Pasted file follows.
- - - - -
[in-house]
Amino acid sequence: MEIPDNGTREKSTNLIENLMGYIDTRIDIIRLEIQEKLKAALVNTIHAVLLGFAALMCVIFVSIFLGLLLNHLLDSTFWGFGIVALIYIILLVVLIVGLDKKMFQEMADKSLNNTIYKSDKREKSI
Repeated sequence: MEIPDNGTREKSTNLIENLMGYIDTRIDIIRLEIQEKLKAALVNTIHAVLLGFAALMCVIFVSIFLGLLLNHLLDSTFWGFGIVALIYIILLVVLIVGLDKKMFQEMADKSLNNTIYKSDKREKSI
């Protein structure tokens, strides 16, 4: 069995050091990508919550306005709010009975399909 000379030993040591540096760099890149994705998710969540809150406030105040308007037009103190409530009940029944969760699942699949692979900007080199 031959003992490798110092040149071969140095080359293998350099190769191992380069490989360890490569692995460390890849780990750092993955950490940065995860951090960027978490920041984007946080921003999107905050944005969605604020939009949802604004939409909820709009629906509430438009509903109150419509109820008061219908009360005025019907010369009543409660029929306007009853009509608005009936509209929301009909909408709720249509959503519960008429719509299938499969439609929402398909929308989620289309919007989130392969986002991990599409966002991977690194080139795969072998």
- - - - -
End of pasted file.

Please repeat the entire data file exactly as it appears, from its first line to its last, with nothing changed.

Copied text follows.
[in-house]
Amino acid sequence: MEIPDNGTREKSTNLIENLMGYIDTRIDIIRLEIQEKLKAALVNTIHAVLLGFAALMCVIFVSIFLGLLLNHLLDSTFWGFGIVALIYIILLVVLIVGLDKKMFQEMADKSLNNTIYKSDKREKSI
Repeated sequence: MEIPDNGTREKSTNLIENLMGYIDTRIDIIRLEIQEKLKAALVNTIHAVLLGFAALMCVIFVSIFLGLLLNHLLDSTFWGFGIVALIYIILLVVLIVGLDKKMFQEMADKSLNNTIYKSDKREKSI
């Protein structure tokens, strides 16, 4: 069995050091990508919550306005709010009975399909 000379030993040591540096760099890149994705998710969540809150406030105040308007037009103190409530009940029944969760699942699949692979900007080199 031959003992490798110092040149071969140095080359293998350099190769191992380069490989360890490569692995460390890849780990750092993955950490940065995860951090960027978490920041984007946080921003999107905050944005969605604020939009949802604004939409909820709009629906509430438009509903109150419509109820008061219908009360005025019907010369009543409660029929306007009853009509608005009936509209929301009909909408709720249509959503519960008429719509299938499969439609929402398909929308989620289309919007989130392969986002991990599409966002991977690194080139795969072998």